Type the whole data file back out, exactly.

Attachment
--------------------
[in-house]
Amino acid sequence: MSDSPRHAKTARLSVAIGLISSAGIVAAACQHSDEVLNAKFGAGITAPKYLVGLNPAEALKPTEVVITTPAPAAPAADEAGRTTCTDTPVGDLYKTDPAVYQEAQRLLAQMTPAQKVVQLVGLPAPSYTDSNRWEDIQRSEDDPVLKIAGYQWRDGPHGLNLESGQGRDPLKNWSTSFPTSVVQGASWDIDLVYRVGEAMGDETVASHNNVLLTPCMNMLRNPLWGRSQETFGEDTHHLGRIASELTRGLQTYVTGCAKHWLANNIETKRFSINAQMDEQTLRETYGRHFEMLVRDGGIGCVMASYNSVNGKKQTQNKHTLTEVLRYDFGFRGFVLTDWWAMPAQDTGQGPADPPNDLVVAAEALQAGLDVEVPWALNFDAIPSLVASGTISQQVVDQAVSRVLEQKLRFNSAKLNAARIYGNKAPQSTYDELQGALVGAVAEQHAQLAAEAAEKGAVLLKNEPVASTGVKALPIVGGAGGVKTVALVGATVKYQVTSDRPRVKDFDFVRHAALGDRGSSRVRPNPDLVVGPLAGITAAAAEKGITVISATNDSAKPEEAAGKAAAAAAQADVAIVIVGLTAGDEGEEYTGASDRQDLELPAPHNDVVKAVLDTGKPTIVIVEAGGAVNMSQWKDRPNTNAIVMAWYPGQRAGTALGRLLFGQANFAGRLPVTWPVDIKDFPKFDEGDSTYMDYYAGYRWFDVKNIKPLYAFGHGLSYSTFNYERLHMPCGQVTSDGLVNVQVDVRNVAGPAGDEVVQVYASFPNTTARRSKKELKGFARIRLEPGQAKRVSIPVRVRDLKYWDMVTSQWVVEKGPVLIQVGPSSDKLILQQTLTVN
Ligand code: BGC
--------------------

[in-house]
Amino acid sequence: MSDSPRHAKTARLSVAIGLISSAGIVAAACQHSDEVLNAKFGAGITAPKYLVGLNPAEALKPTEVVITTPAPAAPAADEAGRTTCTDTPVGDLYKTDPAVYQEAQRLLAQMTPAQKVVQLVGLPAPSYTDSNRWEDIQRSEDDPVLKIAGYQWRDGPHGLNLESGQGRDPLKNWSTSFPTSVVQGASWDIDLVYRVGEAMGDETVASHNNVLLTPCMNMLRNPLWGRSQETFGEDTHHLGRIASELTRGLQTYVTGCAKHWLANNIETKRFSINAQMDEQTLRETYGRHFEMLVRDGGIGCVMASYNSVNGKKQTQNKHTLTEVLRYDFGFRGFVLTDWWAMPAQDTGQGPADPPNDLVVAAEALQAGLDVEVPWALNFDAIPSLVASGTISQQVVDQAVSRVLEQKLRFNSAKLNAARIYGNKAPQSTYDELQGALVGAVAEQHAQLAAEAAEKGAVLLKNEPVASTGVKALPIVGGAGGVKTVALVGATVKYQVTSDRPRVKDFDFVRHAALGDRGSSRVRPNPDLVVGPLAGITAAAAEKGITVISATNDSAKPEEAAGKAAAAAAQADVAIVIVGLTAGDEGEEYTGASDRQDLELPAPHNDVVKAVLDTGKPTIVIVEAGGAVNMSQWKDRPNTNAIVMAWYPGQRAGTALGRLLFGQANFAGRLPVTWPVDIKDFPKFDEGDSTYMDYYAGYRWFDVKNIKPLYAFGHGLSYSTFNYERLHMPCGQVTSDGLVNVQVDVRNVAGPAGDEVVQVYASFPNTTARRSKKELKGFARIRLEPGQAKRVSIPVRVRDLKYWDMVTSQWVVEKGPVLIQVGPSSDKLILQQTLTVN
Ligand code: BGC